British Deputy Prime Minister: Jeremy Hunt's Account of BSkyB Bid Review Was 'Convincing'

Jeremy Hunt Headshot - P 2011
Leon Neal/AFP/Getty Images

Jeremy Hunt Headshot - P 2011

Nick Clegg appears at the Leveson Inquiry as his party is expected to abstain in a parliament vote that will decide if the Culture Secretary's handling of the bid from News Corp. will be formally investigated.

LONDON - British deputy prime minister Nick Clegg said here Wednesday that culture secretary Jeremy Hunt has given a "full, good and convincing" account of his handling of News Corp.'s bid for full control of BSkyB, which has been hotly debated here.

He spoke at the Leveson Inquiry into the media's relationships with politicians, the police and the public.

Amid suggestions that Hunt was too close to Rupert Murdoch's News Corp. in reviewing the bid, the secretary is later on Wednesday facing a vote in the House of Commons of the British parliament about whether there should be an independent probe into his handling of the deal review.

Despite Clegg's comments Wednesday, his Liberal Democrats seem to be on a coalition course later in the day with their coalition partner, prime minister David Cameron's Conservative Party. Clegg has told his party's members of parliament to abstain in the vote, which has been instigated by the opposition Labour Party, the Guardian reported.

Asked about Hunt's dealing with the BSkyB bid, Clegg told the Leveson Inquiry: "I think on the specific point about how he handled the bid to make sure he was insulated from accusations of bias, I think he's given a full, good and convincing account to this inquiry."

Hunt had acknowledged in front of the Leveson Inquiry that he had favored a deal, but argued he had put personal views aside when he took over the regulatory review. The bid was later dropped amid the phone hacking scandal.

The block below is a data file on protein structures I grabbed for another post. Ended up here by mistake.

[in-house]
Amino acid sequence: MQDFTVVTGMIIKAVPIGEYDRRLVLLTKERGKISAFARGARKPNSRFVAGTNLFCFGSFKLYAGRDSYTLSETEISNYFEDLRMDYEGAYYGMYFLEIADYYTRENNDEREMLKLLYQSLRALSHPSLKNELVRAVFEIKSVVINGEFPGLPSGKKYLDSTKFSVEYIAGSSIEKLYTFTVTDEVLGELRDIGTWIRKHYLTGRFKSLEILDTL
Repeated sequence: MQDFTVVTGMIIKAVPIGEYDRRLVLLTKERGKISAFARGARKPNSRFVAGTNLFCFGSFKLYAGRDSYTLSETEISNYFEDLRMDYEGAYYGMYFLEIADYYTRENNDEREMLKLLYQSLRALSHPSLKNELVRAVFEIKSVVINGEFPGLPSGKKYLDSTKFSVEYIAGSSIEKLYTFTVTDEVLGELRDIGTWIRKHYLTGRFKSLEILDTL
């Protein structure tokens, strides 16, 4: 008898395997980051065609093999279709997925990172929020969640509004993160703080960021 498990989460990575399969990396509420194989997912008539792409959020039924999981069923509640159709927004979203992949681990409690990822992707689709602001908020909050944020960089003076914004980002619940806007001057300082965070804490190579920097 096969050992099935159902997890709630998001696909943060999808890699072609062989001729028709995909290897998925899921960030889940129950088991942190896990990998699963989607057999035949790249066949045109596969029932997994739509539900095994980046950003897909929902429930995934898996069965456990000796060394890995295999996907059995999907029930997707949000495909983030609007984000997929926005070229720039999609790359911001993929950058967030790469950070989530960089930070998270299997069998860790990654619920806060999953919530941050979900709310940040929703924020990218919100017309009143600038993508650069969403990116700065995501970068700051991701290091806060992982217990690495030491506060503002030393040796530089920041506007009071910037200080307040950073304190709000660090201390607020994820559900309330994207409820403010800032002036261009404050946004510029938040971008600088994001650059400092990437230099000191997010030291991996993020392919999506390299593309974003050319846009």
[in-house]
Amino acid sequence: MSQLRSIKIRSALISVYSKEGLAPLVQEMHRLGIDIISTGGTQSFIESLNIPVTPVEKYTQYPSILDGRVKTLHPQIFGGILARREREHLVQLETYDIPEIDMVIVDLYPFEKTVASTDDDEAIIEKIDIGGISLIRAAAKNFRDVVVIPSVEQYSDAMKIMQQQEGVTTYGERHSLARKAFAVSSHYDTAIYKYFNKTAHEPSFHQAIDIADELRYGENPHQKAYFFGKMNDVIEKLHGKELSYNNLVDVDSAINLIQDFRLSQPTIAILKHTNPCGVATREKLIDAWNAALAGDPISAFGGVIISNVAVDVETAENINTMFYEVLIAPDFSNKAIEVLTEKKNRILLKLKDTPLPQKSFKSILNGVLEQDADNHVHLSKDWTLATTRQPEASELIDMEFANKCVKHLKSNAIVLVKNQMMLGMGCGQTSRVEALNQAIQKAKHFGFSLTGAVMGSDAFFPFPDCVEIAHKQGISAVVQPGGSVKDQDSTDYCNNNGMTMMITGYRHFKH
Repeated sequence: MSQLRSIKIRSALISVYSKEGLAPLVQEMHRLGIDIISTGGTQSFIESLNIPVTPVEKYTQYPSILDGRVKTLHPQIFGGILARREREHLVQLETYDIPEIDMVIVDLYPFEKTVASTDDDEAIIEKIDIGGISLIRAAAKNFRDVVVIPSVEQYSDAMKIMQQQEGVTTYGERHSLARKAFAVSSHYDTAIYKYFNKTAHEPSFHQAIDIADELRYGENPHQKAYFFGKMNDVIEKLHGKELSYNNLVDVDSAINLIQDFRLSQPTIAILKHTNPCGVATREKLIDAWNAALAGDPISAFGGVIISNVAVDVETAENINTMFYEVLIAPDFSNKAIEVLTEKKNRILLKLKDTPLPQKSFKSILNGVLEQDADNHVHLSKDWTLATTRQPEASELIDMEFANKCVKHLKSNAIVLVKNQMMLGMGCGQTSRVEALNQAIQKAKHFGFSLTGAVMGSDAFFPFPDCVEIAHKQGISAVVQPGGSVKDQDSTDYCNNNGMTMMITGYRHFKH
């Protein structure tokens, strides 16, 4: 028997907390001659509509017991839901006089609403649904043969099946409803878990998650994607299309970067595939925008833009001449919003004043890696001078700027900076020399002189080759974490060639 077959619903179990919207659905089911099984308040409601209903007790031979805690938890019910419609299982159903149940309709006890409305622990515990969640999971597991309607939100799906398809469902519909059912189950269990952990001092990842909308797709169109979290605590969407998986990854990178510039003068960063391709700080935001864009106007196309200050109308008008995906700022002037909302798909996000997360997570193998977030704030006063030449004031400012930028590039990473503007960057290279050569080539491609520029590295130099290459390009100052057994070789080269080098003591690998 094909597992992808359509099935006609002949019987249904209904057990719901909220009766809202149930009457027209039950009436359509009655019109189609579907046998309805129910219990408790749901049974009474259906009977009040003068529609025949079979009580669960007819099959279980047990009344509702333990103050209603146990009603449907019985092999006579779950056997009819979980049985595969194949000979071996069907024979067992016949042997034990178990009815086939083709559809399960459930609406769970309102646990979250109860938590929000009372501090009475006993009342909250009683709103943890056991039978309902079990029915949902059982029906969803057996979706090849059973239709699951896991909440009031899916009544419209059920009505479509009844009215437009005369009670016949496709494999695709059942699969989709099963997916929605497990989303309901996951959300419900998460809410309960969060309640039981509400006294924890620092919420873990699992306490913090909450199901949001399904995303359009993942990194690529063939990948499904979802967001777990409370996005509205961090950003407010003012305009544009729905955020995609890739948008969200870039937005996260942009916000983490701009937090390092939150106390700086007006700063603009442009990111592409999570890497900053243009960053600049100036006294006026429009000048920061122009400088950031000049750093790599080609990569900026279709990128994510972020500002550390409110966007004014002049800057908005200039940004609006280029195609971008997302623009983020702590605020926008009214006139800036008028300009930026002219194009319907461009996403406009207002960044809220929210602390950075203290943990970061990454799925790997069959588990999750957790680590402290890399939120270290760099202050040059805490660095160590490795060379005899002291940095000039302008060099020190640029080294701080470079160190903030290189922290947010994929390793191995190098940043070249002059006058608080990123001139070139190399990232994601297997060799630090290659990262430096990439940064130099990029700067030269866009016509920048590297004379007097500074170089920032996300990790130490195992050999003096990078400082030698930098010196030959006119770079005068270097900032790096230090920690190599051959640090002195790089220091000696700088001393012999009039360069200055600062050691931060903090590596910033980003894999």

When the review of the deal was handed from one secretary to Hunt, he said he was "operating on the assumption that [Hunt] would be favorably disposed towards the bid," but accepted assurances that they wouldn't color any decision. "I think I was told that there were some comments on the public record from Jeremy Hunt, I did not ask to see those comments myself and I was assured they were not sufficiently serious…that precluded the transfer to Jeremy Hunt."

Asked about his views on media ownership rules, Clegg took a more restrained position than Labour leader Ed Milliband who had on Tuesday suggested News Corp. should maybe be forced to sell a U.K. newspaper. Media plurality is "not a mathematical formula," Clegg said, but added that media ownership and plurality rules are too vague and "eccentrically designed" for a fast-moving sector like media.

Clegg later in the day also supported a colleague's claim that he was told that his party would face more critical coverage from Murdoch papers if it opposed the BSkyB bid. He said though that his party has "never been in anybody's pocket."

Asked about former News of the World editor Andy Coulson's appointment as Cameron's communications advisor, Clegg said that "we were highly critical" of it.
But Cameron explained he felt confident about the decision and everyone deserves a second chance.

When did he realize an in-depth phone hacking investigation was needed? "The Milly Dowler thing transformed everything," Clegg said in reference to a murdered school girl, whose voicemail News of the World reporters accessed while she was reported missing. The public understandably was upset amid the "almost amoral behavior towards helpless, innocent people," Clegg said.


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